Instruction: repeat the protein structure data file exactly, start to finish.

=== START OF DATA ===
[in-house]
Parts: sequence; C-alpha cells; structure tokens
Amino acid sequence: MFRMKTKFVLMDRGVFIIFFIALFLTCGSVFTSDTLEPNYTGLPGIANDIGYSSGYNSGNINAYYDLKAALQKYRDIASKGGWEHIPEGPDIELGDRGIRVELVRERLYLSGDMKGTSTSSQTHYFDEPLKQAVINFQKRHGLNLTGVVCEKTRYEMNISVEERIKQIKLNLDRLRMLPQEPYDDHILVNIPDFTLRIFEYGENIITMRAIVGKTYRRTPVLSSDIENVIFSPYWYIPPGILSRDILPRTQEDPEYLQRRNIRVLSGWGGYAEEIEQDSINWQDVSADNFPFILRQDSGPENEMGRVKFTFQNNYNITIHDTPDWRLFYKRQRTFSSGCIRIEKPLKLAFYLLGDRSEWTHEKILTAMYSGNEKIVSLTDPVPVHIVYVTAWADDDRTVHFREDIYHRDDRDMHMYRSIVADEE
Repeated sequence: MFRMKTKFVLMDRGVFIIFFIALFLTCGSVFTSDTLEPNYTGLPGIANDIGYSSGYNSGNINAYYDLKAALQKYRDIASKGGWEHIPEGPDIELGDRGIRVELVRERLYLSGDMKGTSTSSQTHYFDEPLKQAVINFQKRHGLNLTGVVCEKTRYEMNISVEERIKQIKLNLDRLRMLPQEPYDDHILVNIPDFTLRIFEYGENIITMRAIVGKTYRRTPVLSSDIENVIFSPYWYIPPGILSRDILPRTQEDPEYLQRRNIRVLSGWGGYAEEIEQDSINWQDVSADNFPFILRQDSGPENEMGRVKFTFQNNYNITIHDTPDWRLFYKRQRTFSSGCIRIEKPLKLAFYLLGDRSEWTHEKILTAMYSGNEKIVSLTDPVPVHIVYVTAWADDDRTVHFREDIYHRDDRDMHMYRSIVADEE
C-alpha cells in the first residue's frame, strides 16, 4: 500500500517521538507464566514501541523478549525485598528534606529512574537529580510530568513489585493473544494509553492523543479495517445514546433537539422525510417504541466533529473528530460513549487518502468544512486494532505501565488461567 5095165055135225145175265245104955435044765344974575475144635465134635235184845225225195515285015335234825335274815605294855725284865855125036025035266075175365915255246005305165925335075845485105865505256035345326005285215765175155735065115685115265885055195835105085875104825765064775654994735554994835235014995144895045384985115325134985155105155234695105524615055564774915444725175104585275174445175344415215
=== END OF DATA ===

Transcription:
[in-house]
Parts: sequence; C-alpha cells; structure tokens
Amino acid sequence: MFRMKTKFVLMDRGVFIIFFIALFLTCGSVFTSDTLEPNYTGLPGIANDIGYSSGYNSGNINAYYDLKAALQKYRDIASKGGWEHIPEGPDIELGDRGIRVELVRERLYLSGDMKGTSTSSQTHYFDEPLKQAVINFQKRHGLNLTGVVCEKTRYEMNISVEERIKQIKLNLDRLRMLPQEPYDDHILVNIPDFTLRIFEYGENIITMRAIVGKTYRRTPVLSSDIENVIFSPYWYIPPGILSRDILPRTQEDPEYLQRRNIRVLSGWGGYAEEIEQDSINWQDVSADNFPFILRQDSGPENEMGRVKFTFQNNYNITIHDTPDWRLFYKRQRTFSSGCIRIEKPLKLAFYLLGDRSEWTHEKILTAMYSGNEKIVSLTDPVPVHIVYVTAWADDDRTVHFREDIYHRDDRDMHMYRSIVADEE
Repeated sequence: MFRMKTKFVLMDRGVFIIFFIALFLTCGSVFTSDTLEPNYTGLPGIANDIGYSSGYNSGNINAYYDLKAALQKYRDIASKGGWEHIPEGPDIELGDRGIRVELVRERLYLSGDMKGTSTSSQTHYFDEPLKQAVINFQKRHGLNLTGVVCEKTRYEMNISVEERIKQIKLNLDRLRMLPQEPYDDHILVNIPDFTLRIFEYGENIITMRAIVGKTYRRTPVLSSDIENVIFSPYWYIPPGILSRDILPRTQEDPEYLQRRNIRVLSGWGGYAEEIEQDSINWQDVSADNFPFILRQDSGPENEMGRVKFTFQNNYNITIHDTPDWRLFYKRQRTFSSGCIRIEKPLKLAFYLLGDRSEWTHEKILTAMYSGNEKIVSLTDPVPVHIVYVTAWADDDRTVHFREDIYHRDDRDMHMYRSIVADEE
C-alpha cells in the first residue's frame, strides 16, 4: 500500500517521538507464566514501541523478549525485598528534606529512574537529580510530568513489585493473544494509553492523543479495517445514546433537539422525510417504541466533529473528530460513549487518502468544512486494532505501565488461567 5095165055135225145175265245104955435044765344974575475144635465134635235184845225225195515285015335234825335274815605294855725284865855125036025035266075175365915255246005305165925335075845485105865505256035345326005285215765175155735065115685115265885055195835105085875104825765064775654994735554994835235014995144895045384985115325134985155105155234695105524615055564774915444725175104585275174445175344415215